Entrepreneurship is a rocky, uneven journey shrouded in the thick fog of ambiguity and imperfect information.
It’s too easy get comfortable thinking you’re marching down the right path or that the big easy path naturally means it’s going where you want to go.
The way I think of it is that at every step I take, there is a minor fork in the road. It can seem minor and inconsequential but eventually they add up.
And you have two ways to decide which fork you can choose.
You can ask yourself or you can ask that person, your user, standing next to the fork.
It’s no surprise that the first is infinitely easier. It’s also easy to believe it’s better. After all, I know my company the best, I have months and years of intuition built up, I can decide at least the majority of the little forks and then perhaps ask a user standing next to the path when I get to the big forks.
And that’s exactly wrong. It’s this thinking that leads companies over cliffs or down paths that are hard if not impossible to return from.
The trick I’ve found is that at every one of those forks, no matter how minor, to at least check my intuition with a user. To ask that person standing along the side of the road how they see the fork and what they would do.
In the beginning it seems so inefficient. It feels uncomfortable. It is hard to see the benefit.
But over time it becomes habit and habit becomes instinct. Before long you’re talking to users, getting feedback in ways and times that you don’t even notice anymore. That email has that one insight, that casual conversation that other. And you look up and you see that you’re actually not alone on this journey. Far from it – the whole path is lined with your users, just waiting to talk to you.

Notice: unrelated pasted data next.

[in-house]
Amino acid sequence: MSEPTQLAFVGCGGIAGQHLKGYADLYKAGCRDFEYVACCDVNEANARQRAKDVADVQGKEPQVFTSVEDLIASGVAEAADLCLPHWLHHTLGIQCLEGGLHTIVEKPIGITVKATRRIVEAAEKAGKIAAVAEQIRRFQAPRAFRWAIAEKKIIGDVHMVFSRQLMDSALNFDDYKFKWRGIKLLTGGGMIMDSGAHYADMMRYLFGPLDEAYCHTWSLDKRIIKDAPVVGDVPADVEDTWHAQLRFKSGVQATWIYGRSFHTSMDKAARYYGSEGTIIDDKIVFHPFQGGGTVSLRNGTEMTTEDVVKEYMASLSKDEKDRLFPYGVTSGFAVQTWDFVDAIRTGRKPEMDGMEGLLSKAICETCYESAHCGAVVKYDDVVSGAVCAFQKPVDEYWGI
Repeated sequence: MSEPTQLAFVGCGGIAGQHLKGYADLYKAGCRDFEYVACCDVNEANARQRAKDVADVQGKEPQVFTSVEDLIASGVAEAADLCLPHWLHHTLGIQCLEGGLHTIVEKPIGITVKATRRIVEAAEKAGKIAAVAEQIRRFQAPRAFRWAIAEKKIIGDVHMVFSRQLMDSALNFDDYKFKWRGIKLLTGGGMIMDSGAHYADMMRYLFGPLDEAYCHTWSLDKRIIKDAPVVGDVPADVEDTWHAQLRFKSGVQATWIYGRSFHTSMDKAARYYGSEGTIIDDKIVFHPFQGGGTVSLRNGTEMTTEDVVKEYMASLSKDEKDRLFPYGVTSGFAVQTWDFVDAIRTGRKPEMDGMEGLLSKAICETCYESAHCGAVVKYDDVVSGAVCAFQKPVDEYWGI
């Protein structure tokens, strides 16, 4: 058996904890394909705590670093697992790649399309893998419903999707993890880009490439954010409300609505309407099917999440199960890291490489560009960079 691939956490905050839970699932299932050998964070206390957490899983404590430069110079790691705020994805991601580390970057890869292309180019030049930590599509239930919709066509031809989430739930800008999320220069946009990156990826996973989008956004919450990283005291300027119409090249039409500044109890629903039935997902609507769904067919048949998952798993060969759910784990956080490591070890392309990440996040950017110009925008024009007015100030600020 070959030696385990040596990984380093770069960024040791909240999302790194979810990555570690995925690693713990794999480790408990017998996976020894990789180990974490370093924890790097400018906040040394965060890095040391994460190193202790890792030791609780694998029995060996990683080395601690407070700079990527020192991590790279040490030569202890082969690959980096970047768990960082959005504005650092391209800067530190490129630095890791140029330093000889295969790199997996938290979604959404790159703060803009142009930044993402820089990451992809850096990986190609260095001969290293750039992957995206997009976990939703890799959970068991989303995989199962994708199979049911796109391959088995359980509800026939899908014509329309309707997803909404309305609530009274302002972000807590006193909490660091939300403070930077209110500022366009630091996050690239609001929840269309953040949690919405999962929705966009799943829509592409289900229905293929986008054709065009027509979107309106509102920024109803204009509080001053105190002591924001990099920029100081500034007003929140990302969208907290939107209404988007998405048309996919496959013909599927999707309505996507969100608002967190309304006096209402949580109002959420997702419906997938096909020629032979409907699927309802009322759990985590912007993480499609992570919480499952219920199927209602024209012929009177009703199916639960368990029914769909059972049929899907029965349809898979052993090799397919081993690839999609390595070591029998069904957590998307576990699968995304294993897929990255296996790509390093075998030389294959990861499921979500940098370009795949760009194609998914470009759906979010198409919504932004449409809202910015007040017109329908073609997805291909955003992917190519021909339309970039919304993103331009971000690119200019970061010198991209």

You just have to train yourself to seek it and teach yourself to see it.
And it’s not only you. Every single person on your team has to see the world in the same way. Has to yearn to get answers not from within but from the outside.
Not everyone will want to. Even fewer will get to that place that it becomes instinct.
But for early stage start-ups there is no choice.
I think of this for my own company all the time. It might have been okay when we were only 3 or 4 people, for my co-founder and I to lead the way. We walked the path so closely together and in sync so it was okay.
But now, even with only 8 people I see how each person must be a champion of this approach. Each person must find their way to make sure we all stay on the same path, the same journey. The only way that I know to do this is that we must all have the same facts guiding the same intuition.
It’s a lot of what is talked about when people talk about culture. But this is how culture feeds product and product feeds culture.
The journey is long and the path uneven – we all know that. What is less known is that it doesn’t have to be quite as lonely and as uncertain. You have users just waiting to talk to you, to guide you, to confide in you.
You just have to be willing to ask for directions.